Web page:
The architecture of a microprocessor is designed to run programmes that get the desired output based on a specific input. The two common microprocessor architectures predominately used today are the contrasting RISC vs CISC.  Each of these two architectures has its own advantages and disadvantages in speed, ease of use for programmers, and practical application. Presented here are descriptions of these two architectures, and five key differences in RISC vs CISC.  

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The performance of a processor can be expressed in the time it takes to run a programme. This is determined by how many instructions are in a programme, how many cycles are in each instruction, and how much time is required for each cycle.
However, optimizing computer performance by balancing time, cycles, and instructions is only part of the picture. Different microprocessor architectures place different demands on RAM and compiler technology. They also have different costs to the consumer, and the acceptance in the commercial world is not always quick to change. Comparing RISC vs CISC is anything but straightforward.      

What Is RISC?

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RISC stands for Reduced Instruction Set Computer. It is a type of microprocessor architecture that only uses simple instructions that are most frequently used in programs. It implements less common, more complex instructions using subroutines, or simpler instructions. RISC microprocessors use pipelining to allow the various stages of the instructions to be processed simultaneously and thus more efficiently.  

What Is CISC?


CISC stands for Complex Instruction Set Computer. It is a type of microprocessor architecture that contains a large set of computer instructions and commands, from simple to complex. Some of these instructions may only be used rarely in programs. CISC is actually the predecessor of RISC; the terms were only coined when RISC was developed to differentiate between the two. Because RISC came second, CISC tends to be used as a catch-all term for any microprocessor design that is not RISC.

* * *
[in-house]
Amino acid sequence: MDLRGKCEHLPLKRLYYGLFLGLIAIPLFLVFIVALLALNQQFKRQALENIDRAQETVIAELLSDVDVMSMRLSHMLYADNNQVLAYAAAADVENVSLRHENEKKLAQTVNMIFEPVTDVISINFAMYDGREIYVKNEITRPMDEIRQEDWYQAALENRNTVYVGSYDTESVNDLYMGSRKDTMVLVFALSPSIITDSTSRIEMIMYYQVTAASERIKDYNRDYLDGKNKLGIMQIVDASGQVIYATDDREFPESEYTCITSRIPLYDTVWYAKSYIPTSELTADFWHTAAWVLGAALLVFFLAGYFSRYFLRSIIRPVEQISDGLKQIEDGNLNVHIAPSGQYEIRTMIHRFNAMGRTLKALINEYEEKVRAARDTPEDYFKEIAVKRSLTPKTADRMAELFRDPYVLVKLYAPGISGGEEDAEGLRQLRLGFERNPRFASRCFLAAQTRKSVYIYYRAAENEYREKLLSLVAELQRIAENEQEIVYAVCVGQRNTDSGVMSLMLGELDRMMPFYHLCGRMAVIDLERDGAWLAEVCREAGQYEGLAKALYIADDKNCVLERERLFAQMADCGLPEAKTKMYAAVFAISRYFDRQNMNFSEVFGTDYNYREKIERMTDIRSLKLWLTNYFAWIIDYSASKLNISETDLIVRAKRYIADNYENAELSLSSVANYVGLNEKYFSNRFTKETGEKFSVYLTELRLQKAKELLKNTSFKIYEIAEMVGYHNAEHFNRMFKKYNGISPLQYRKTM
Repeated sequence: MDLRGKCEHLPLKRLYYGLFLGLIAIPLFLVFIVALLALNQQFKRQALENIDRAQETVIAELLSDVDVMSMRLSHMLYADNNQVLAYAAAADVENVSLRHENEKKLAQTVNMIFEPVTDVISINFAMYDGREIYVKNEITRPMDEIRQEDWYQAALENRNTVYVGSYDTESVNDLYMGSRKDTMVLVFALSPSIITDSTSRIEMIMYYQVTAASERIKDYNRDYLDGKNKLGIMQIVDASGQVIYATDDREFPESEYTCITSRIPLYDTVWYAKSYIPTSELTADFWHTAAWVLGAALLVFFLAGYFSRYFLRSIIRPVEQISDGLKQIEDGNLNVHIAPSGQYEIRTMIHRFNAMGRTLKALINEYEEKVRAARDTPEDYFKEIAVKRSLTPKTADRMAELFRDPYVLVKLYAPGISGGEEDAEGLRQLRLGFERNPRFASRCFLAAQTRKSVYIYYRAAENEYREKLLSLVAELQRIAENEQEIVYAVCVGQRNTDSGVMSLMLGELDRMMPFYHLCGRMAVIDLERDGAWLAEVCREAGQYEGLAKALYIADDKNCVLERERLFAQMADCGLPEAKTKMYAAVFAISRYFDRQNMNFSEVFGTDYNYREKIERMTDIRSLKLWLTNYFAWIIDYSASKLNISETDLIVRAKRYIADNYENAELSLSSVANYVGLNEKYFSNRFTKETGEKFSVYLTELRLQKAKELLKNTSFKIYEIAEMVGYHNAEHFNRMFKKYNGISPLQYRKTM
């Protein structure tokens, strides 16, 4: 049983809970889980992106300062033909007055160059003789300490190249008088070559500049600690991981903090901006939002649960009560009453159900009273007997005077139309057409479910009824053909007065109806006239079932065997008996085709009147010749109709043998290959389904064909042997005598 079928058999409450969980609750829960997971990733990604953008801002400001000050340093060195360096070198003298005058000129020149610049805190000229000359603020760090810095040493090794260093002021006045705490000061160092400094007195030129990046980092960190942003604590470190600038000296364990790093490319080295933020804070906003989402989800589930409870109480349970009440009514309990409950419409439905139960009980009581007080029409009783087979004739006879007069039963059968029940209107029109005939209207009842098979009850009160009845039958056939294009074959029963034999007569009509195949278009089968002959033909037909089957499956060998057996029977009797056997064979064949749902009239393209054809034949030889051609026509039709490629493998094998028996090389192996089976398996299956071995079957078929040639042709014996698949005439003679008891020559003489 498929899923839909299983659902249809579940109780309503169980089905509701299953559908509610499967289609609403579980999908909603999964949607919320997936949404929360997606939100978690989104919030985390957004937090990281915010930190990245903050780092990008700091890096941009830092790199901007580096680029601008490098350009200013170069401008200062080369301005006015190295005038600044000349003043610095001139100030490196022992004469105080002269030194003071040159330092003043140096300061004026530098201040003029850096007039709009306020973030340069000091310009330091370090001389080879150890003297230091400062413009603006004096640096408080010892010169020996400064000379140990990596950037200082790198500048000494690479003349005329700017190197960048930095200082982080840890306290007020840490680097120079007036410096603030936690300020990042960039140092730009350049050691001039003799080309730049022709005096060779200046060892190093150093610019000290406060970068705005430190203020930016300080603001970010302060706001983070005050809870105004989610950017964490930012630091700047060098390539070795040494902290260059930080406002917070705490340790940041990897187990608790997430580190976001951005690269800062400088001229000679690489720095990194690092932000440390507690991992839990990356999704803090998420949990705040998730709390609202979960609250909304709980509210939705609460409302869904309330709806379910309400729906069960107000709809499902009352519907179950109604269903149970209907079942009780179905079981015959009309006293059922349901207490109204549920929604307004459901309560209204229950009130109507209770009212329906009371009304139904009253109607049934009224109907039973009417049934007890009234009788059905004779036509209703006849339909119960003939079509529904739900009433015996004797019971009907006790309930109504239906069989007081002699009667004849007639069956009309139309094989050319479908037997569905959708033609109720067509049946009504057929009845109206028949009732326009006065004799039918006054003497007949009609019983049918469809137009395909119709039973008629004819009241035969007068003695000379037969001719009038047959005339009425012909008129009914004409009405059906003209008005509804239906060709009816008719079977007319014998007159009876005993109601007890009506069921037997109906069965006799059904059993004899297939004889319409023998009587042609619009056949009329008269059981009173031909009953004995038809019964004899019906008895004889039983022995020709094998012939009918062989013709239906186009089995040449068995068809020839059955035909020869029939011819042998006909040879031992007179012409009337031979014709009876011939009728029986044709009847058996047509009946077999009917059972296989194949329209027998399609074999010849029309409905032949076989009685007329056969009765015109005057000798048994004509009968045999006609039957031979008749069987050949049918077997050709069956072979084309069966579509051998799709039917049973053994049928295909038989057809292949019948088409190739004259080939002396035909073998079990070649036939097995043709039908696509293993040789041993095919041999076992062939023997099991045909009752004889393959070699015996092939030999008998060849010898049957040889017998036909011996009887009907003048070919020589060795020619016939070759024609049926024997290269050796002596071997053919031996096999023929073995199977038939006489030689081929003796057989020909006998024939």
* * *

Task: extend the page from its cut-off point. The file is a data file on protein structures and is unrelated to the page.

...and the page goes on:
5 Differences: RISC vs CISC

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There are many differences between RISC and CISC microprocessor architectures.  Here the five most important ones are described.  

1. Built-In Instructions and Pipelining

2. Instructions Per Program, Cycles Per Instruction, and Pipelining

3. Register Memory Architecture

4. Code and RAM Requirements

5. Emphasis On Hardware Vs Software


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In the past, computers used CISC based microprocessors. Only more recently was RISC based processing developed, and the two terms were coined. The dramatic reduction of the cost of RAM and improved compiler technology means that RISC architecture, and its focus on software vs. hardware, has found its place in the market. RISC microprocessors are used across many platforms, from cell phones to tablets to supercomputers. In general, speed is higher, and power consumption is lower in RISC vs CISC.

CISC based microprocessors still remain important, particularly in personal computers. The x86 instructions are standard for Windows, which is optimized for CISC microprocessors and requires much more code for a RISC microprocessor than a CISC one. Personal computers currently use both RISC and CISC microprocessors, depending on the brand.

However, the line delineating RISC and CISC microprocessors is beginning to blur. RISC microprocessors remain defined by their single cycle instructions, and their load/store architecture, and their larger number of general purpose registers. However, CISC chips are starting to make use of pipelining. Increased transistor density allows more CISC-like instructions to be built into RISC microprocessors. In fact, many of today’s RISC microprocessors use as many instructions as CISC chips of the past.  

As advances continue, pitting RISC vs CISC against each other is no longer so simple.